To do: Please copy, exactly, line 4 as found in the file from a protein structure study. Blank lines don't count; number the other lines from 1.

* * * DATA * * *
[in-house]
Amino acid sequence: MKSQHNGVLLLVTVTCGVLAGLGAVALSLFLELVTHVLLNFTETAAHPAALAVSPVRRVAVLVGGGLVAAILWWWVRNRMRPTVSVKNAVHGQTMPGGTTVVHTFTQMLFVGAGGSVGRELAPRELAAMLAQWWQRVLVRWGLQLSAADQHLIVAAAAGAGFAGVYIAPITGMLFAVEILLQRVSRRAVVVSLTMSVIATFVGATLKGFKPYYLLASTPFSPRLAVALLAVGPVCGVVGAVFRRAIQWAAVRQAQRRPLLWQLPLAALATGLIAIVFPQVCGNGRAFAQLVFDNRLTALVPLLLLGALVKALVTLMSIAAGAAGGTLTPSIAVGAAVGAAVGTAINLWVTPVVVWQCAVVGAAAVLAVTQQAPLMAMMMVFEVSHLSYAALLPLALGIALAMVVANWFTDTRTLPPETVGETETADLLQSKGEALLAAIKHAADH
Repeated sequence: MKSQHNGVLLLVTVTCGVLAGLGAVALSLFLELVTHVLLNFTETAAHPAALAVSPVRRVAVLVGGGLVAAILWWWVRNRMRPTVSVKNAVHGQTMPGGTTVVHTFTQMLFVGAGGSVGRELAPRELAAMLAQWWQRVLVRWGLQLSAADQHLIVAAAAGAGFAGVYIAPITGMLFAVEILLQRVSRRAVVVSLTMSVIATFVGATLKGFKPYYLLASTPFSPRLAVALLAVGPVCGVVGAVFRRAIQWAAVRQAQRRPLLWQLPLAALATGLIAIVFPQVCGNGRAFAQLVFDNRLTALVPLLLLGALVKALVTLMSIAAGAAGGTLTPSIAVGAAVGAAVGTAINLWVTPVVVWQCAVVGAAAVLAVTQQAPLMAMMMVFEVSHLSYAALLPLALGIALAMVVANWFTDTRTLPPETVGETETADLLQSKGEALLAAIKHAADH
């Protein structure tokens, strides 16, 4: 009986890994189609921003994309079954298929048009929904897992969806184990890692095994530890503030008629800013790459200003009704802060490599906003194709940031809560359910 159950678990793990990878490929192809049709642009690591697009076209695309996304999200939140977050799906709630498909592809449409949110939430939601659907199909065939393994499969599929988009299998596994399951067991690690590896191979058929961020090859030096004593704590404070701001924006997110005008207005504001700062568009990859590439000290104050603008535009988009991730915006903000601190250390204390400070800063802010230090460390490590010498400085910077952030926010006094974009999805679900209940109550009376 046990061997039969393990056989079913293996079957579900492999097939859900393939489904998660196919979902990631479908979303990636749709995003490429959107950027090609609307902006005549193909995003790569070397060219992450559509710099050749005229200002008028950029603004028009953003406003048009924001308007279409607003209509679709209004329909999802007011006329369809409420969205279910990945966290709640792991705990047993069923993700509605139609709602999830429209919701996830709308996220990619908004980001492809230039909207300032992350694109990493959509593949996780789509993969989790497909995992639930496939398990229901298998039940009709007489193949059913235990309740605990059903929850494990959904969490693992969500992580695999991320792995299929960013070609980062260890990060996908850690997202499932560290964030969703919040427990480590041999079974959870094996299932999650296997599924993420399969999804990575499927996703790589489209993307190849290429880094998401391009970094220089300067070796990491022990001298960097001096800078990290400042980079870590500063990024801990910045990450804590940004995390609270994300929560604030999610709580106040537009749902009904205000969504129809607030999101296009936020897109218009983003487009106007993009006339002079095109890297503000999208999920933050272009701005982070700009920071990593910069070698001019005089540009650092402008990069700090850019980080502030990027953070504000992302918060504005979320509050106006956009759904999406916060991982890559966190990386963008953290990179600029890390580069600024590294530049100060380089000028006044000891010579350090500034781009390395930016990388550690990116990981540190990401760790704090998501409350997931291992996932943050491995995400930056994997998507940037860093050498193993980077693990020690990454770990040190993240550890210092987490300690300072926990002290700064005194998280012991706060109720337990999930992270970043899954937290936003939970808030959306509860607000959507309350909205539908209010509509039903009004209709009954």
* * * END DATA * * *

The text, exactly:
């Protein structure tokens, strides 16, 4: 009986890994189609921003994309079954298929048009929904897992969806184990890692095994530890503030008629800013790459200003009704802060490599906003194709940031809560359910 159950678990793990990878490929192809049709642009690591697009076209695309996304999200939140977050799906709630498909592809449409949110939430939601659907199909065939393994499969599929988009299998596994399951067991690690590896191979058929961020090859030096004593704590404070701001924006997110005008207005504001700062568009990859590439000290104050603008535009988009991730915006903000601190250390204390400070800063802010230090460390490590010498400085910077952030926010006094974009999805679900209940109550009376 046990061997039969393990056989079913293996079957579900492999097939859900393939489904998660196919979902990631479908979303990636749709995003490429959107950027090609609307902006005549193909995003790569070397060219992450559509710099050749005229200002008028950029603004028009953003406003048009924001308007279409607003209509679709209004329909999802007011006329369809409420969205279910990945966290709640792991705990047993069923993700509605139609709602999830429209919701996830709308996220990619908004980001492809230039909207300032992350694109990493959509593949996780789509993969989790497909995992639930496939398990229901298998039940009709007489193949059913235990309740605990059903929850494990959904969490693992969500992580695999991320792995299929960013070609980062260890990060996908850690997202499932560290964030969703919040427990480590041999079974959870094996299932999650296997599924993420399969999804990575499927996703790589489209993307190849290429880094998401391009970094220089300067070796990491022990001298960097001096800078990290400042980079870590500063990024801990910045990450804590940004995390609270994300929560604030999610709580106040537009749902009904205000969504129809607030999101296009936020897109218009983003487009106007993009006339002079095109890297503000999208999920933050272009701005982070700009920071990593910069070698001019005089540009650092402008990069700090850019980080502030990027953070504000992302918060504005979320509050106006956009759904999406916060991982890559966190990386963008953290990179600029890390580069600024590294530049100060380089000028006044000891010579350090500034781009390395930016990388550690990116990981540190990401760790704090998501409350997931291992996932943050491995995400930056994997998507940037860093050498193993980077693990020690990454770990040190993240550890210092987490300690300072926990002290700064005194998280012991706060109720337990999930992270970043899954937290936003939970808030959306509860607000959507309350909205539908209010509509039903009004209709009954």